The Bluefin tuna, already under serious pressure due to overfishing in the North Atlantic, is being threatened by the oil disaster now playing out in the Gulf of Mexico, which is the spawning habitat for the western Bluefin. The Center for Biological Diversity has filed a formal petition to protect this imperiled species under the Endangered Species Act.
“Endangered status for bluefin tuna could mean enhanced protections for all fish and wildlife in the Gulf. Oil rigs are scattered throughout essential breeding habitat for bluefin tuna, and protections could force reforms of the Interior Department’s lax environmental oversight of the oil industry by limiting drilling to avoid adverse effects on fish and their habitat.” – Catherine Kilduff, author of the petition and oceans attorney for the Center for Biological Diversity
The oil spill disaster could devastate the western Atlantic Bluefin population, because millions of gallons of oil are flooding into the tuna’s spawning habitat during this crucial season. The tuna’s eggs and larvae may be decimated through floating in the oil sheen, and even adult tunas could be harmed by breathing the oil into their gills. The heavy use of oil dispersants used in the Gulf also threatens the tuna. According to the Center, the dispersed oil is known to be toxic to fish.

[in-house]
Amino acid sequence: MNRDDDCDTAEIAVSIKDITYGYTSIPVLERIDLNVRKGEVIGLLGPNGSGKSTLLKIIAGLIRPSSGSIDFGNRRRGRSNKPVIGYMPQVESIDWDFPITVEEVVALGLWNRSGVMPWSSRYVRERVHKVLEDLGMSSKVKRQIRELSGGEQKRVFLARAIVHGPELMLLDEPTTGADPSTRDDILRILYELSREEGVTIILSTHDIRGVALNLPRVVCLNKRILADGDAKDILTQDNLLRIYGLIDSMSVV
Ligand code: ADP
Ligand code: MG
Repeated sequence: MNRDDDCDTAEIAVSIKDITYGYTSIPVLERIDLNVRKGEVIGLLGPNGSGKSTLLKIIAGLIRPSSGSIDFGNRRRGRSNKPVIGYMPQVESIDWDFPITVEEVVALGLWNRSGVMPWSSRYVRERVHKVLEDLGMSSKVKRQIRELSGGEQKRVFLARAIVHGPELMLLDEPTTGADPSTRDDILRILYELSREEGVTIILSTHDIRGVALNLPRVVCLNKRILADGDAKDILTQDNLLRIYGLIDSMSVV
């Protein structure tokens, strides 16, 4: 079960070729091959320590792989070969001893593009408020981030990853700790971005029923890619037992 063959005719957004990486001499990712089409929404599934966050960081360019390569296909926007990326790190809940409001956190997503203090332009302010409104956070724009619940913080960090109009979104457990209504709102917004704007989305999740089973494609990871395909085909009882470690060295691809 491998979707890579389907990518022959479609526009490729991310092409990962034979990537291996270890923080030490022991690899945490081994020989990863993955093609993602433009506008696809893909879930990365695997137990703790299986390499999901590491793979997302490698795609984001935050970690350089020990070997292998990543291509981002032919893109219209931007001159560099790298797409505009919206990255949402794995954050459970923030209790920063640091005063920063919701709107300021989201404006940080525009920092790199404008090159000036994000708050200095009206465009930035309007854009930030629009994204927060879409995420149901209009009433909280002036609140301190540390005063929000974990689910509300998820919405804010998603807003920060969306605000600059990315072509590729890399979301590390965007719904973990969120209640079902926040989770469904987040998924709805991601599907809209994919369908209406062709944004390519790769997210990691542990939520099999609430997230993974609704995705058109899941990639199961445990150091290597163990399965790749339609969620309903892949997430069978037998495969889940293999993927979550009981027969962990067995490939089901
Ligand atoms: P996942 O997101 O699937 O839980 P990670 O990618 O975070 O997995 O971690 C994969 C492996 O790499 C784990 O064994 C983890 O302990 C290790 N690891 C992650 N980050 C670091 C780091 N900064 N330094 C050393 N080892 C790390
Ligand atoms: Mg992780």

Two populations of Atlantic bluefin tuna are imperiled – one only spawns in the Gulf of Mexico, and the other spawns in the Mediterranean. The recently filed petition wants both populations to be granted endangered status, both of which have been severely depleted due to intense overfishing. Fishermen reported catching 34,514 tons of eastern Atlantic bluefin tuna in 2007, which exceeded the allowable catch by about 5,000 tons, and scientists have estimated that the actual catch was most likely double the amounts reported.
“Bluefin tuna encounter thousands of deadly hooks while migrating across the Atlantic, and now an oil spill will welcome home the survivors. Bluefin tuna need the protection of the Endangered Species Act, which can provide an important safety net before bluefin tuna disappear entirely from the ocean.” – Kilduff
The Bluefin tuna is among the fastest of all species, reaching speeds of over 55 miles per hour, and can migrate across the oceans. The species is threatened by overfishing and changing conditions in the ocean due to the effects of global warming, but if the petition is acted upon, critical habitat for the Bluefin would be protected, and importation of Bluefin tuna would be banned. In addition, federal agencies such as the Minerals Management Service would be required to avoid jeopardizing the populations.
For more information on the Gulf oil spill and its effects on wildlife, see the Center for Biological Diversity’s Gulf Oil Spill page.